Using math to understand how tiny molecules regulate gene expression

As a graduate student at UChicago, Matt Reyer, PhD studied gene expression regulation in E. coli.

Existence is difficult, especially in stressful environments. That may seem like a metaphysical statement, but it’s true for all living creatures — even the microscopic ones. Consider the lowly bacterium. Without stress coping mechanisms that humans use like meditation and journaling, bacteria must rely on nature’s original form of stress management: gene regulation.

Gene expression describes the process by which DNA gets transcribed into RNA, and then RNA is subsequently translated into proteins. Gene expression is therefore critical for many activities such as cellular movement and nutrient transportation. All cells are constantly expressing genes, but sometimes the details of that expression may change, which can determine whether or not a cell survives. For example, E. coli produce a certain number of transporter proteins to consume sugar under ordinary circumstances, but in a stressful environment, that amount may be too many or too few. Rather than producing the normal number of transporter proteins, dooming the cell to an unfortunate demise, bacteria can use molecules called small RNAs, or sRNAs, to modulate the number of proteins to survive in its current environment.

sRNAs are a type of RNA that are short, highly structured, and usually not translated into proteins. Instead, they regulate the expression of other genes. They typically do this by preventing messenger RNAs (mRNAs) from being translated into proteins. But sRNAs also regulate some mRNAs more effectively than others, and it’s possible that those differences could play a role in how cells respond to stress efficiently.

In the lab of Jingyi Fei at the University of Chicago, I study how bacteria use those sRNAs to regulate their gene expression. We’re interested in how the underlying kinetics, or the rates at which different regulatory steps (degradation, binding, etc.), dictate the regulatory hierarchy of an sRNA. Understanding how bacteria prioritize sRNA-mediated gene regulation will help us clarify important details about how sRNAs function, which could in turn allow us to use sRNAs to benefit human health.

We study an sRNA called SgrS and three of its known regulatory targets, mRNAs called ptsG, manX and purR. In E. coli, SgrS responds to glucose-phosphate stress, a type of stress characterized by an overaccumulation of phosphorylated sugars within the cell. ptsG, manX and purR are among the many genes involved in transporting sugar phosphates into E. coli. We use mathematical modeling of SgrS-mediated regulation to show how the numbers of sRNAs, mRNAs and proteins change over time according to specific kinetic rates.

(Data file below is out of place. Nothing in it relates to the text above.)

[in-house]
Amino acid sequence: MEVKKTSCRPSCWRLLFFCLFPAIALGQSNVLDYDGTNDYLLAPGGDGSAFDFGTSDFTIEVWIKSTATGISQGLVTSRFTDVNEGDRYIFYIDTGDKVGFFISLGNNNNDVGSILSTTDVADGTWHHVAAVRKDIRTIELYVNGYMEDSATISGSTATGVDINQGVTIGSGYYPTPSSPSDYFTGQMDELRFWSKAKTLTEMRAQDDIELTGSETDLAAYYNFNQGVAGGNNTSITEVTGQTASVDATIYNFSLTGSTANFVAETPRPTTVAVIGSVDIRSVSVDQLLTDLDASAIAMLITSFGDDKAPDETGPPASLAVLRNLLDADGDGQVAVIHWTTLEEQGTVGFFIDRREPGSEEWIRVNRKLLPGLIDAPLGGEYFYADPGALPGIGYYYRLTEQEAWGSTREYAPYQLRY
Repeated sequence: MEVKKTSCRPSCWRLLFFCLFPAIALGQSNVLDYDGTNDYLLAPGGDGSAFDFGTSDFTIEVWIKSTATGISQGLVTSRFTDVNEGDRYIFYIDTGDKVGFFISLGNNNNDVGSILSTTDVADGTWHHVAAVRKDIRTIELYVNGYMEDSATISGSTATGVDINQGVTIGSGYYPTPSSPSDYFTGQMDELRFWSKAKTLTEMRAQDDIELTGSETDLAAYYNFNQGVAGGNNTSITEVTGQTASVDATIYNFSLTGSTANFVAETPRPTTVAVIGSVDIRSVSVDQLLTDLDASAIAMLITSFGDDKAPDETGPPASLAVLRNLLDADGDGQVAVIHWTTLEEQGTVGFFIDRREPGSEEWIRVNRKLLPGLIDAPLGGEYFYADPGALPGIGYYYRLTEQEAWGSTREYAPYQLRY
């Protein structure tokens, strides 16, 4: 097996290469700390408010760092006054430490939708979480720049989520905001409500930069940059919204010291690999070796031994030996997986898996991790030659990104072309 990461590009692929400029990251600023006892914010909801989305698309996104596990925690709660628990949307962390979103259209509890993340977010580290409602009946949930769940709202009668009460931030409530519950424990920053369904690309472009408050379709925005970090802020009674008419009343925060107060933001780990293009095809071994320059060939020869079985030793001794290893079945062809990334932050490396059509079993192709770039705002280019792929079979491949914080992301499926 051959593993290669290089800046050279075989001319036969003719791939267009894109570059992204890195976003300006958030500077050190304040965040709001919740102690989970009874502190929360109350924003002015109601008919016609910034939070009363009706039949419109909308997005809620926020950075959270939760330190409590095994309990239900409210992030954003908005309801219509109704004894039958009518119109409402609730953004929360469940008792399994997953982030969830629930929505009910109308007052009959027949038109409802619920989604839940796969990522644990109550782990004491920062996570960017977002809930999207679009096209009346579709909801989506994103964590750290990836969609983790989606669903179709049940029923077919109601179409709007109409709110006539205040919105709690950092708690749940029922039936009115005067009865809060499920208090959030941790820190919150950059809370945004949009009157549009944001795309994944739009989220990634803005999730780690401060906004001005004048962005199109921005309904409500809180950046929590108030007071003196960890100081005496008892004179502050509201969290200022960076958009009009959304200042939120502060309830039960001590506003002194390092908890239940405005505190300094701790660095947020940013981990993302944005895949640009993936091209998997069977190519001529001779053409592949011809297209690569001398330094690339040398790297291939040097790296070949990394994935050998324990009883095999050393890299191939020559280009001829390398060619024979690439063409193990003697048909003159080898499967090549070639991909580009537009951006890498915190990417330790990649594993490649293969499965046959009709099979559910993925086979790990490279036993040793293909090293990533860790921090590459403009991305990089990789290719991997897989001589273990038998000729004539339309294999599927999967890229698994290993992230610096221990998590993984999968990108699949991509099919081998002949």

Because the reactions involved in the regulatory process occur too fast and with molecules too small to measure directly, we instead computationally determine the most likely values for the kinetic parameters by fitting the model to real data. In a recent study, that data came in the form of microscope images of mRNAs, sRNAs and proteins that showed how the number of each molecule changed over time after we exposed cells to glucose-phosphate stress. By using a technique called Fluorescence In Situ Hybridization (FISH), we were able to specifically visualize how just one of the mRNA targets responded to SgrS. Doing this for ptsG, manX and purR individually, we were able to determine the kinetics of SgrS regulating each mRNA.

We found that the rate at which SgrS was able to find and bind the target mRNA lined up exactly with the known order of the regulation hierarchy. That rate was forty times higher for ptsG, which is known as the highest priority target of SgrS, than it was for purR, a known lower priority target. These results help clarify observations that had previously confounded biochemists, explaining the mechanisms behind the regulation hierarchy.

In addition to what we learned about the kinetic determinants of sRNA-mediated regulation, we also unexpectedly learned something about the timing of the regulation. Throughout the history of the study of sRNAs, they have typically been described as post-transcriptional regulators, meaning that they begin to regulate their target mRNAs only once the mRNAs are fully synthesized. However, when we tried to fit a model with the post-transcriptional regulation assumption to our data, the numbers didn’t work.

Looking for answers, we turned back to the model and asked what could be wrong. We guessed that SgrS wasn’t waiting for its target to be fully synthesized, but instead started regulating it while it was still being transcribed. In other words, we hypothesized that SgrS was a co-transcriptional regulator, not just a post-transcriptional regulator. After experimentally proving that SgrS had the capability to do so, we returned to the computers and found that by building co-transcriptional regulation into the model, we were now able to replicate the data. We later proved that the same model could successfully represent an entirely separate sRNA regulatory network. Therefore, co-transcriptional regulation might be more widely used by sRNAs than previously thought.

Using microscopes, computers and math, we were able to better understand the physical mechanisms of sRNA-mediated gene regulation. This is exciting because the physics likely translate to other systems, such as different sRNA-mRNA combos, or even to cells other than E. coli. We hope that a more basic understanding of the sRNA regulatory process will someday allow translational scientists to use sRNAs to benefit human health.